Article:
Case 1: (k < m) a_k+1 + a_k+2 + a_k+3 + . . . + a_m <= 0

Case 2: (k > m) a_m+1 + a_m+2 + a_m+3 + . . . + a_k >= 0

So for the first case, you get these inequalities that I've numbered on the left

(1) a_m <= 0

(2) a_m + a_m-1 <= 0

(3) a_m + a_m-1 + a_m-2 <= 0

(m-1) a_m + a_m-1 + a_m-2 + . . . + a_2 <= 0

For the second case, you get these inequalities that I've numbered on the left

(1) a_m+1 >= 0

(2) a_m+1 + a_m+2 >= 0

(3) a_m+1 + a_m+2 + a_m+3 >= 0

(n-m) a_m+1 + a_m+2 + a_m+3 + . . . + a_n >= 0

So I assumed that as long as you solved these cases independently and in order, you would get the optimal answer (go through inequalities numbered 1 through m-1 in case 1, and then go through the inequalities numbered 1 through n-m in case 2.

For the sums on the left, you must iterate till i > 0, not i >= 0. Had made the same mistake at first. AC code: https://codeforces.com/contest/1779/submission/187800612

I did do this in 187817105 though

I did the same thing, we are not considering the maximum number from each subarray, I don't know why we should take that though in the pq

How then would you find the max when you need it?

As explained in the editorial you need to choose such element to perform operations on that causes our target prefix sum to decrease as much as possible. Current element i.e. $$$arr[i]$$$ will not always be that element.

Could you help provide a test case that showcase why it is necessary? Thanks in advance!

Take a look at Ticket 16655 from

CF Stressfor a counter example.did this because I assumed n == 1 is a special case :/

But Why?

can you explain your solution ..

Thank you for your code.I got it now. :)

hey! , can you explain the reason for making i>0 instead? I was also making the same mistake but I didn't get why it doesn't work.

I`m too

I'm stucking in the second case since I cannot get min flips I need, I'm using the same approach, just try this in the second case ... a[m] 12 -11 -2 -3 you can flip just -11 and you won't need to flip -2 and -3 so the min answer is 1 not 2

I also used the same approach. After reading the tutorial what I am getting is that our approach was right but it does not always lead to the optimal answer. The constraints from the math can be satisfied with lesser operations using priority queue. Like the priority queue only picks a subset of numbers from the set of numbers modified in our approach and still satisfies the constraints.

If you are still not clear, consider the inequalities a_m+1 + a_m+2>=0, let say they are 4 and -4 respectively, so techincally you dont need to change anything and now lets the next inequality , let a_m+3 be -2 so, now the sum is <0 , so you must change some elements, which will you prefer to change -2 or -4, obviously -4 since it contributes more to the positive sum, thats why you need to keep a priority queue or set for this purpose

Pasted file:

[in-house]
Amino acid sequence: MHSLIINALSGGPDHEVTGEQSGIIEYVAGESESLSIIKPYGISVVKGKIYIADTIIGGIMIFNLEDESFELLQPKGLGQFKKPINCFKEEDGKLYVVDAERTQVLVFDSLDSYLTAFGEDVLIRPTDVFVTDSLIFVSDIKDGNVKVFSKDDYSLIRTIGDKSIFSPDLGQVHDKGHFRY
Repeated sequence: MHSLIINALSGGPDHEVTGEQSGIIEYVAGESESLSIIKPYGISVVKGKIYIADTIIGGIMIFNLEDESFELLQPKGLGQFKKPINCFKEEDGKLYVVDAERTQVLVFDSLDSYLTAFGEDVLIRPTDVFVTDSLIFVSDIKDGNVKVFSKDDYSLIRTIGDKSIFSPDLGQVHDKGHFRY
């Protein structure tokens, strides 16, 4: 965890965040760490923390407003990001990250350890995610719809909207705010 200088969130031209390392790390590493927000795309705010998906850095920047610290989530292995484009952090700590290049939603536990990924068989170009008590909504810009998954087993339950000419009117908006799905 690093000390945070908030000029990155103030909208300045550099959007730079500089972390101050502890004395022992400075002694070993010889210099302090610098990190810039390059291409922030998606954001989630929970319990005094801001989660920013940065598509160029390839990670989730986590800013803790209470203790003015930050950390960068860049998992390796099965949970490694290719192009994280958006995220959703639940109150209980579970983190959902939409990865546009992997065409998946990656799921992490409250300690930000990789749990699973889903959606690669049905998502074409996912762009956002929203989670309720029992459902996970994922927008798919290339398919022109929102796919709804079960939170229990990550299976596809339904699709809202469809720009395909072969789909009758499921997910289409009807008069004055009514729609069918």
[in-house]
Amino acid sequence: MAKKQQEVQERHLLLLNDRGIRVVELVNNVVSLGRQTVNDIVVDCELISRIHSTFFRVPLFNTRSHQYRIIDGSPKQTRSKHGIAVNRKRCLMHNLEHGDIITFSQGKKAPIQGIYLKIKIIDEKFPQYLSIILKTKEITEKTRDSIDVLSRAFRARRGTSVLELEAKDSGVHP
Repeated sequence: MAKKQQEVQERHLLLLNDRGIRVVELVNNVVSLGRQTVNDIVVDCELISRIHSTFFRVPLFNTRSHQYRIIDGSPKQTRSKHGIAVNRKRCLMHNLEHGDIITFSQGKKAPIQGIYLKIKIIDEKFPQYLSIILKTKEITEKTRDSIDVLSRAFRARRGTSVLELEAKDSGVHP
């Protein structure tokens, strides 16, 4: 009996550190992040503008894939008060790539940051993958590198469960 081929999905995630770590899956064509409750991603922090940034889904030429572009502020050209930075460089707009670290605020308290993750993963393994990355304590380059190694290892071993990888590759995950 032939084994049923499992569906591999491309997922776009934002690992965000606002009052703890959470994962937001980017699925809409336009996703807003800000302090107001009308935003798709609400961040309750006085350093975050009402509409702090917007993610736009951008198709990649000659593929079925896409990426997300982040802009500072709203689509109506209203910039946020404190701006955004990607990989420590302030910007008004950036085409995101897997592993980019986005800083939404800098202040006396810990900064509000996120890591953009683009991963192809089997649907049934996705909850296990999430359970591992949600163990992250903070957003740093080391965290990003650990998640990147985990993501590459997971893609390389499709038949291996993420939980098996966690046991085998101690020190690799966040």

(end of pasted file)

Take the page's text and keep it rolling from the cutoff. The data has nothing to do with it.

Thanks so much! That test case is pretty eye-opening.

Your approach is right! You have to consider one more thing.

Case 1: (k < m) a_k+1 + a_k+2 + a_k+3 + . . . + a_m <= 0

In this case, there can be u and v (u > v) such that, a_u + a_u+1 + . . . + a_m-1 + a_m <= 0 will hold, but a_v + . . . + a_u + a_u+1 + . . . + a_m-1 + a_m > 0

Here, I think you are changing the sign of a_v. What if a_u > a_v?

Changing the sign of a_u will be more significant than changing the sign of a_v.

I think your algorithm changes the sign of a_u instead of a_v!

Think what will happen. You will find the error. Your approach is correct. I got the correct verdict from your approach.

Thanks for the comment! That was the problem I had lol. This was a really educational C!

can u explain the logic of ur solution. i dont understand the first part where u are taking a1 + a2 + a3___ +am<=0

Upd:- Thanks i have understood the code

Why is this solution to C wrong? 187783695

you are storing all the elements at first and then trying to compute the number of operations this doesn't take into consideration that a element at index X s.t. X<M would have the choices of only the elements in range (X,M] for negating in order to make any relative change to the values. .

please see this for reference: https://youtu.be/kzCF4qpsjWQ let me know if you need further help :)

mePranav, variety-jones Can you tell me what i'm doing wrong? Here is my approach-

case1: i<m, then we calculate the sum and compare with it preSum(a1+a2+...am) and if it is smaller than preSum, then we do an operation on the maximum element in subarray (0,m). case2: i>=m, then we calculate sum, and if it is smaller than preSum, we do the operation on the minimum element. I don't know what I'm doing wrong. Here is my submission I'd Your text to link here...

Take a look at Ticket 16859 from

CF Stressfor a counter example.Take a look at Ticket 16656 from